Shakuntala Devi was the most famous mnemonist of India who could perform long and complex mathematical operations mentally. Due to this singular prodigious talent, she was popularly known as the “Human Computer”. Her talent earned her a mention in The Guinness Book of World Records. She was also an accomplished author and wrote a number of books, including novels as well as texts about mathematics, puzzles, and astrology.
Shakuntala Devi was born on 4 November 1929, in Bengaluru, Karnataka, to an orthodox Kannada Brahmin family. Her father, instead of following the family tradition of becoming a temple priest, chose to work in a circus as a trapeze artist, lion tamer, tightrope walker and magician. When Shakuntala Devi was just three years old, her father discovered her ability to memorise numbers, without having any formal education.
Her father began displaying her ability at calculation in road shows. When she was six year old, she demonstrated her arithmetic abilities at the University of Mysore.
Worldwide Recognition and Demonstrations
In 1944, Shakuntala Devi went to London with her father. She travelled the world demonstrating her mathematical talents. She toured Europe in 1950 and America in 1976.
In 1977, she gave the 23rd root of a 201-digit number in 50 seconds. This event took place at Southern Methodist University. Her answer was confirmed by the US Bureau of Standards; which used a specially programmed UNIVAC 1101 computer, to handle such a large calculation.
In 1980, she mentally multiplied two randomly picked 13-digit numbers and correctly answered it in 28 seconds. This demonstration was done at the Computer Department of Imperial College London. This event was recorded in the 1982 Guinness Book of World Records.
In 1988, she went to the US to have herself tested by Arthur Jensen, at the University of California. Her performance was tested on several mathematical tasks involved with the calculation of large numbers. She easily provided the solution to problems which included calculating the roots of huge numbers. These findings were published in the academic journal Intelligence in 1990.
Shakuntala Devi wrote a book ‘Figuring: The Joy of Numbers’, which is still a bestseller. In her book she explained many of the methods she used for her mental calculations. She has also written cookery books and a novel.
In 1977, she wrote The World of Homosexuals, which is considered as the first study of homosexuality in India. She was considered a pioneer in this field and treated homosexuality in an understanding and empathetic way. The book called for decriminalization of homosexuality, and full and complete acceptance, not just tolerance and sympathy.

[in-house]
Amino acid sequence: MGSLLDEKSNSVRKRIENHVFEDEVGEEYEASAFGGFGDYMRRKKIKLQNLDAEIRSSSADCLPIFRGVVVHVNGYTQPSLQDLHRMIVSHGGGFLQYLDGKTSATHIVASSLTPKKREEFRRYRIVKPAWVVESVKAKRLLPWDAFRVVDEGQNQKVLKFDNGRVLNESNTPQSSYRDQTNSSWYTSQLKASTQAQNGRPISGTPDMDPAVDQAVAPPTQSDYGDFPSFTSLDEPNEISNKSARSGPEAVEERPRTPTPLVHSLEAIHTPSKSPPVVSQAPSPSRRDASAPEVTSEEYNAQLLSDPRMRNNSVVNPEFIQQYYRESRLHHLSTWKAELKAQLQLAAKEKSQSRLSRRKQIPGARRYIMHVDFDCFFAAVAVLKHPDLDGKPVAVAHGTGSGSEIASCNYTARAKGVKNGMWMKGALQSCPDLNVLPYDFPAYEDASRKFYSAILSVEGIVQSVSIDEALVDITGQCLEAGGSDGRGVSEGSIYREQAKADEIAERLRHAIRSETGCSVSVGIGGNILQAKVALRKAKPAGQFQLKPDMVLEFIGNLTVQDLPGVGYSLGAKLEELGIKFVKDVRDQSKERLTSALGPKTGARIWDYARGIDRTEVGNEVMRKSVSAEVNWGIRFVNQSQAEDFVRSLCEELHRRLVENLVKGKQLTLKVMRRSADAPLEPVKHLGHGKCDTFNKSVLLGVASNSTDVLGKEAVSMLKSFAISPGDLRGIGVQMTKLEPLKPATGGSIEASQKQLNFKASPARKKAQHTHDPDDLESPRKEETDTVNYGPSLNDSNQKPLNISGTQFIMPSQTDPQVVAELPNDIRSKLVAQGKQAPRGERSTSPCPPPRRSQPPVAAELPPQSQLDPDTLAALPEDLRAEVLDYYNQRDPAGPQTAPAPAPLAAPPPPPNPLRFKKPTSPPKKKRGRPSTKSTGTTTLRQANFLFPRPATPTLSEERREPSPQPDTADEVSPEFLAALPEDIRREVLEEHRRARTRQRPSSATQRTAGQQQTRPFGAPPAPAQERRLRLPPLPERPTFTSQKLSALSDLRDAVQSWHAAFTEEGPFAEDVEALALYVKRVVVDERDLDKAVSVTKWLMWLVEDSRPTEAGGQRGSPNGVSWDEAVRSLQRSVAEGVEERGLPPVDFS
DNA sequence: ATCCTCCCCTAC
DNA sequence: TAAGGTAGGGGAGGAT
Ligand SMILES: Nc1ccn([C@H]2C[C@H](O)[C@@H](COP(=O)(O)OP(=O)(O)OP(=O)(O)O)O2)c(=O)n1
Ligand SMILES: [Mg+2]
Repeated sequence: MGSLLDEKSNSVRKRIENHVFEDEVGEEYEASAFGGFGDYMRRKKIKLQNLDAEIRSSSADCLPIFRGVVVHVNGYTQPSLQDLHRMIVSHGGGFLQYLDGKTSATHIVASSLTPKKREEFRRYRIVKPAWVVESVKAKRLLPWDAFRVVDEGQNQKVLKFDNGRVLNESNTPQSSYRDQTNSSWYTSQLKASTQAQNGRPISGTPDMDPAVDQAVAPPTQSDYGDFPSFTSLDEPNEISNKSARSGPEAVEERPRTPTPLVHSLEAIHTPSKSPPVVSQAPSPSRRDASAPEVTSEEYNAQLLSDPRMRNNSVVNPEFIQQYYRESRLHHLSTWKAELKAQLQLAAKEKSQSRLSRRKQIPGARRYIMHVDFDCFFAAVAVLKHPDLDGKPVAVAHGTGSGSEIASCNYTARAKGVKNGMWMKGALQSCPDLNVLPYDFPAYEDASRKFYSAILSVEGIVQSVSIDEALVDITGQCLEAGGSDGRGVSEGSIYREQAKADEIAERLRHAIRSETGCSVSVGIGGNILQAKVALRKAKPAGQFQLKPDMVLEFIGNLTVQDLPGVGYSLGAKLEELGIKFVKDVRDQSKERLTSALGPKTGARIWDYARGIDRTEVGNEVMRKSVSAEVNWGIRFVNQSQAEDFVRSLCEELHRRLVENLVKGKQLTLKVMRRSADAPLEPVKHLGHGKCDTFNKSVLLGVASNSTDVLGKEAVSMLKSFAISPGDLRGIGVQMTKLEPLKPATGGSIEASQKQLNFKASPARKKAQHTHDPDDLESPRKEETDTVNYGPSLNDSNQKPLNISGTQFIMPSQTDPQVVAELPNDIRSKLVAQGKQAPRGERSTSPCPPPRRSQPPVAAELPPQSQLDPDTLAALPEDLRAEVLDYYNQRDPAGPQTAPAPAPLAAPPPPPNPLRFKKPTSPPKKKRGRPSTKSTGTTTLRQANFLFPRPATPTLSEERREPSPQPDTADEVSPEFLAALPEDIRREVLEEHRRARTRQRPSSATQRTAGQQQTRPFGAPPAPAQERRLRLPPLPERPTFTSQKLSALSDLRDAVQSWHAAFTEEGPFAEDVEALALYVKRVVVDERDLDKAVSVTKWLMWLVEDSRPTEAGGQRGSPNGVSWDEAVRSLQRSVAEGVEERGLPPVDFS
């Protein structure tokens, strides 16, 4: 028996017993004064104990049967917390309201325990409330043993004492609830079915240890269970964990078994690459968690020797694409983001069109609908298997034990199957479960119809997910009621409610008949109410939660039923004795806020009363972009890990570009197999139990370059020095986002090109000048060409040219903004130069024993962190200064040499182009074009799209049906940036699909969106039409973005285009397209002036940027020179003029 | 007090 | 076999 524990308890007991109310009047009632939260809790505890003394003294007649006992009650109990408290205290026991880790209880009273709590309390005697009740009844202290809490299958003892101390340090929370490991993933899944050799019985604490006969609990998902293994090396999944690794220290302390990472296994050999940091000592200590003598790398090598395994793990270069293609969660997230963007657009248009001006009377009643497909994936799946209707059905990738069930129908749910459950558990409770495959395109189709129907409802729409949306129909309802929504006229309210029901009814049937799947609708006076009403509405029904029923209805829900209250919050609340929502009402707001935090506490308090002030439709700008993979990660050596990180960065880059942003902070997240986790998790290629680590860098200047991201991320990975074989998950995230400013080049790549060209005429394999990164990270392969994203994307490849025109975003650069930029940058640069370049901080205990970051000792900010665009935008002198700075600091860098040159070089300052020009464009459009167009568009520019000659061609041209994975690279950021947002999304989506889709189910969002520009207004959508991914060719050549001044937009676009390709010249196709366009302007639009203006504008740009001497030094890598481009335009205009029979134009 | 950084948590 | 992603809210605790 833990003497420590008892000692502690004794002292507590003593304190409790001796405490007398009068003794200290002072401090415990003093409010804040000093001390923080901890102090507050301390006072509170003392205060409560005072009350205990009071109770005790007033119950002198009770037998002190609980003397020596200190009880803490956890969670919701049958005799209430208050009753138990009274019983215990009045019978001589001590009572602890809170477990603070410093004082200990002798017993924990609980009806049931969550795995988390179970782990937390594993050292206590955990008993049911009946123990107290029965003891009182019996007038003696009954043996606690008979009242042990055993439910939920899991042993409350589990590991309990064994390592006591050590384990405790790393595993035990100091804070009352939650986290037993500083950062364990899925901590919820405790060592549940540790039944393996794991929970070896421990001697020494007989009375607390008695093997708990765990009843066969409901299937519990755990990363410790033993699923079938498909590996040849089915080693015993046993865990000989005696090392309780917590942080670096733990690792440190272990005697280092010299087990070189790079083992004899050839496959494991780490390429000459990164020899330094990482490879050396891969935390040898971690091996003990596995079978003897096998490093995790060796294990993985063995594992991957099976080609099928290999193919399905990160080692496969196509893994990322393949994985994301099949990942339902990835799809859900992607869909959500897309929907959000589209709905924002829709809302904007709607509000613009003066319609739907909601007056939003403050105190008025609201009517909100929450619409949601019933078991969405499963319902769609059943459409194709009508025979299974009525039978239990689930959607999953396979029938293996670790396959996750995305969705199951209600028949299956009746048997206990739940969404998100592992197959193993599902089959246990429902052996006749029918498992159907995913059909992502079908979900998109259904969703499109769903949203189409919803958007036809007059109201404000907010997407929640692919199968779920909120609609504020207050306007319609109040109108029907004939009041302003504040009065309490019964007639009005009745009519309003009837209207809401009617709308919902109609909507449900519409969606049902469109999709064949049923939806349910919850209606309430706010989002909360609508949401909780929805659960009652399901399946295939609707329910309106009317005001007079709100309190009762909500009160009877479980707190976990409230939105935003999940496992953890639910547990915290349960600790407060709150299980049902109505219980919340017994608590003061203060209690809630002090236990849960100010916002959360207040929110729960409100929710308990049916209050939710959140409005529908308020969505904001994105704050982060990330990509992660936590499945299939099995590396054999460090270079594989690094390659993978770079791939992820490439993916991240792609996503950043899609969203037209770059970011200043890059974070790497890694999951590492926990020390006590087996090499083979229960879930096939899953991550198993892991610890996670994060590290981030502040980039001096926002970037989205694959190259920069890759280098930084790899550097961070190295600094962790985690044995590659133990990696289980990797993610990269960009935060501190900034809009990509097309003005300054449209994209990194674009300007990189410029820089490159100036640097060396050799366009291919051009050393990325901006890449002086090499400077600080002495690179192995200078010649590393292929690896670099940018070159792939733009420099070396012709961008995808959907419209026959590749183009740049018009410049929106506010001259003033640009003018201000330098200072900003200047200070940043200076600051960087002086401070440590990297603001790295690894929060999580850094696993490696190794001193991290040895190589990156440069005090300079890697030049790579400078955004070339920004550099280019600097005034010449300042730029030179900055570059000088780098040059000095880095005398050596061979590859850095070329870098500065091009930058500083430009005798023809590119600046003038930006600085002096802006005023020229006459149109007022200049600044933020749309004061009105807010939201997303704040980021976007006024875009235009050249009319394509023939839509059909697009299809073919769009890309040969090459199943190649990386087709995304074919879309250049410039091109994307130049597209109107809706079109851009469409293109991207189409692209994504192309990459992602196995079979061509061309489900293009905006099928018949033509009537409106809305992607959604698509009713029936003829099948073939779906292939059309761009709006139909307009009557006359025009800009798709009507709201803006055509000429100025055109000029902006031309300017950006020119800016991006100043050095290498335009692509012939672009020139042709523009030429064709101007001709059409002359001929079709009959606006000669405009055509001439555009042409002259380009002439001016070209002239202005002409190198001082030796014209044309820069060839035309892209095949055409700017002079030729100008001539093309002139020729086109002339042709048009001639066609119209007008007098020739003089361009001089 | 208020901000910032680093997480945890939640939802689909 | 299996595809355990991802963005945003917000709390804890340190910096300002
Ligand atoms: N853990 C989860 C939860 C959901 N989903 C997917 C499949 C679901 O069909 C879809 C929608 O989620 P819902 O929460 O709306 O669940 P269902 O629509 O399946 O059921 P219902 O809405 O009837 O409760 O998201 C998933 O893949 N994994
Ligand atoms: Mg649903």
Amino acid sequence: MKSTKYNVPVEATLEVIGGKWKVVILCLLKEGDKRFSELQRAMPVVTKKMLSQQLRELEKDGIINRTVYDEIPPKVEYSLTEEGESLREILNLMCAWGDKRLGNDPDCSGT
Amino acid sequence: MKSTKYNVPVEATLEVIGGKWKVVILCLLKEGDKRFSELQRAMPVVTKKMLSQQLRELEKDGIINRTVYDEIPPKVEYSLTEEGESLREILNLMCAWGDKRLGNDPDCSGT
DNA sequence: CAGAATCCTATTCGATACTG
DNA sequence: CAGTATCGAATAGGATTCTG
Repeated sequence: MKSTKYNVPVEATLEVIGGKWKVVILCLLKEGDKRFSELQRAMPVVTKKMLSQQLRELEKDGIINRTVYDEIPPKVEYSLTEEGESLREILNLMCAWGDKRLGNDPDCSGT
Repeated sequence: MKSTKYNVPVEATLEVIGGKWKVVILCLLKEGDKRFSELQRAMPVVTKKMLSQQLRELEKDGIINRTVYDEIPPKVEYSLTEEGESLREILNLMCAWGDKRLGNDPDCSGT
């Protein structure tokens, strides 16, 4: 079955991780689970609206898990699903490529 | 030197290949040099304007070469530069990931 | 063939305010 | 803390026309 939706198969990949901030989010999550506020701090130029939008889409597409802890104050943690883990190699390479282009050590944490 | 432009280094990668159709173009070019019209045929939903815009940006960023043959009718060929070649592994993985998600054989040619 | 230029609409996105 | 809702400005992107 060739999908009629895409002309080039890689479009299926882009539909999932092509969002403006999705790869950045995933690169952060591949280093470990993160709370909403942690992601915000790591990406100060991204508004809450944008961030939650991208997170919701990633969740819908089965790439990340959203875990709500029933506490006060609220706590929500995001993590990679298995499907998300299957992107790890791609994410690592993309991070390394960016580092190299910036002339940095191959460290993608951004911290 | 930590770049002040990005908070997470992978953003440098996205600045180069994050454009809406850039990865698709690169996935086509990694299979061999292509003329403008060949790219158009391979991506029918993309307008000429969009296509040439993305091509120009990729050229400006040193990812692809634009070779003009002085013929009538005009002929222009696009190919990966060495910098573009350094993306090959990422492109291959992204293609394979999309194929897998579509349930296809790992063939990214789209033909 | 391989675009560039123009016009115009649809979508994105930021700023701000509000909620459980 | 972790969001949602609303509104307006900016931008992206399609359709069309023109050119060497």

When she returned to India in the 1960s, she married Paritosh Banerji, an Indian Administrative Service officer from Kolkata. They later divorced in 1979. She has a daughter, Anupama Banerjee. In 1980, she also contested for the Lok Sabha elections from Bombay South and Medak, in Telangana. At Medak she stood against Mrs. Indira Gandhi, and lost from both the constituencies. She was also an astrologer.
Death of a Legend
In April 2013, Shakuntala Devi was admitted to a hospital in Bengaluru. For two weeks she suffered from respiratory problem, and later from complications of the heart and kidneys. On 21 April 2013, she died in the hospital at the age of 83 years. The same year, on her 84th birth anniversary on 4 November, Google honoured her with a Doodle.
Inspirational Quotes by Shakuntala Devi
“I don’t even possess a car. I ride in auto-rickshaws because I like to be a part of the masses. I don’t want to single myself out as someone up and above.”
“Without mathematics, there’s nothing you can do. Everything around you is mathematics. Everything around you is numbers.”
“Education is not just about going to school and getting a degree. It’s about widening your knowledge and absorbing the truth about life.”
“If you do not use a muscle or any part of the body, it tends to become atrophic. So is the case with the brain. The more you use it, the better it becomes.”
Shakuntala Devi was not just a mathematical genius but also a great philanthropists who helped the poor students and especially the girl child. Born in a poor family and growing up in the slums, she was very sensitive to the poverty and deprivation amongst poor children. She was also a mathematics evangelist and played a big role in making mathematics popular and interesting for students.
She wrote several books to help students develop a keen interest in mathematics and understand it better. Through her “Shakuntala Devi Education Foundation Public Trust” she made education accessible to underprivileged children. More than being a Human Computer, she was a very compassionate human being and a truly inspirational celebrity.